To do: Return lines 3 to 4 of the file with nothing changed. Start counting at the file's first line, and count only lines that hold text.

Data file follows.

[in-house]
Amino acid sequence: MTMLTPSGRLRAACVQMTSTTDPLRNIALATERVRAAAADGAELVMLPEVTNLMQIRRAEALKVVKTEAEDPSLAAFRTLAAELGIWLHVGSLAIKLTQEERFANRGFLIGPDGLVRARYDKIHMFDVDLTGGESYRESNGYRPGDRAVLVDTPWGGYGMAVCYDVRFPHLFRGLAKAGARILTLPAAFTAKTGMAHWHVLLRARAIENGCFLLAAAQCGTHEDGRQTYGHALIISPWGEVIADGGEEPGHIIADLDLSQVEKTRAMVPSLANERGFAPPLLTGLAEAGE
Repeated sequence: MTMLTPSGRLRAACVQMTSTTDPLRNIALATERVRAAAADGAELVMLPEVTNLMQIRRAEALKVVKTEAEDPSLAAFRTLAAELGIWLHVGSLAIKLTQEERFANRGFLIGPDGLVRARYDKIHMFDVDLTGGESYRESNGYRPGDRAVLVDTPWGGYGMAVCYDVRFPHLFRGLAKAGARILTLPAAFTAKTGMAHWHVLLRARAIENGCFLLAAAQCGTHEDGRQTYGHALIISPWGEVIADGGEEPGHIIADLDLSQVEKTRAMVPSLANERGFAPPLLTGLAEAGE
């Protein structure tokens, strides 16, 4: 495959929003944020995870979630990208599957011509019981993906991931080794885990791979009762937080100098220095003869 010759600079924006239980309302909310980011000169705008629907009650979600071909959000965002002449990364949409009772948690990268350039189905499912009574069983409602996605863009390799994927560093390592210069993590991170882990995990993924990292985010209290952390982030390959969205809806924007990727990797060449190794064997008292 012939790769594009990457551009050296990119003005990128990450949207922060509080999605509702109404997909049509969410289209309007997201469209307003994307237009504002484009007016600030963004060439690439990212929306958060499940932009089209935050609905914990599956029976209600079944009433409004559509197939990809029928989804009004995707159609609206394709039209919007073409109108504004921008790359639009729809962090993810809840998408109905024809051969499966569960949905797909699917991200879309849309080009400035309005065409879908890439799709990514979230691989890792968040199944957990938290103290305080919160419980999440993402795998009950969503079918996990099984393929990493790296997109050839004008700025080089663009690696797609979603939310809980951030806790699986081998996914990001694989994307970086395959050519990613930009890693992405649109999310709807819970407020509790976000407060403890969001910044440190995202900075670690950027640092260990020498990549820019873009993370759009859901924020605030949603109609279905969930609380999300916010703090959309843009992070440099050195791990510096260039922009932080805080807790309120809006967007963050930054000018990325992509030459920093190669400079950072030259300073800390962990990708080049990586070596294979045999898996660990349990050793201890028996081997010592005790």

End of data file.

Repeated sequence: MTMLTPSGRLRAACVQMTSTTDPLRNIALATERVRAAAADGAELVMLPEVTNLMQIRRAEALKVVKTEAEDPSLAAFRTLAAELGIWLHVGSLAIKLTQEERFANRGFLIGPDGLVRARYDKIHMFDVDLTGGESYRESNGYRPGDRAVLVDTPWGGYGMAVCYDVRFPHLFRGLAKAGARILTLPAAFTAKTGMAHWHVLLRARAIENGCFLLAAAQCGTHEDGRQTYGHALIISPWGEVIADGGEEPGHIIADLDLSQVEKTRAMVPSLANERGFAPPLLTGLAEAGE
């Protein structure tokens, strides 16, 4: 495959929003944020995870979630990208599957011509019981993906991931080794885990791979009762937080100098220095003869 010759600079924006239980309302909310980011000169705008629907009650979600071909959000965002002449990364949409009772948690990268350039189905499912009574069983409602996605863009390799994927560093390592210069993590991170882990995990993924990292985010209290952390982030390959969205809806924007990727990797060449190794064997008292 012939790769594009990457551009050296990119003005990128990450949207922060509080999605509702109404997909049509969410289209309007997201469209307003994307237009504002484009007016600030963004060439690439990212929306958060499940932009089209935050609905914990599956029976209600079944009433409004559509197939990809029928989804009004995707159609609206394709039209919007073409109108504004921008790359639009729809962090993810809840998408109905024809051969499966569960949905797909699917991200879309849309080009400035309005065409879908890439799709990514979230691989890792968040199944957990938290103290305080919160419980999440993402795998009950969503079918996990099984393929990493790296997109050839004008700025080089663009690696797609979603939310809980951030806790699986081998996914990001694989994307970086395959050519990613930009890693992405649109999310709807819970407020509790976000407060403890969001910044440190995202900075670690950027640092260990020498990549820019873009993370759009859901924020605030949603109609279905969930609380999300916010703090959309843009992070440099050195791990510096260039922009932080805080807790309120809006967007963050930054000018990325992509030459920093190669400079950072030259300073800390962990990708080049990586070596294979045999898996660990349990050793201890028996081997010592005790």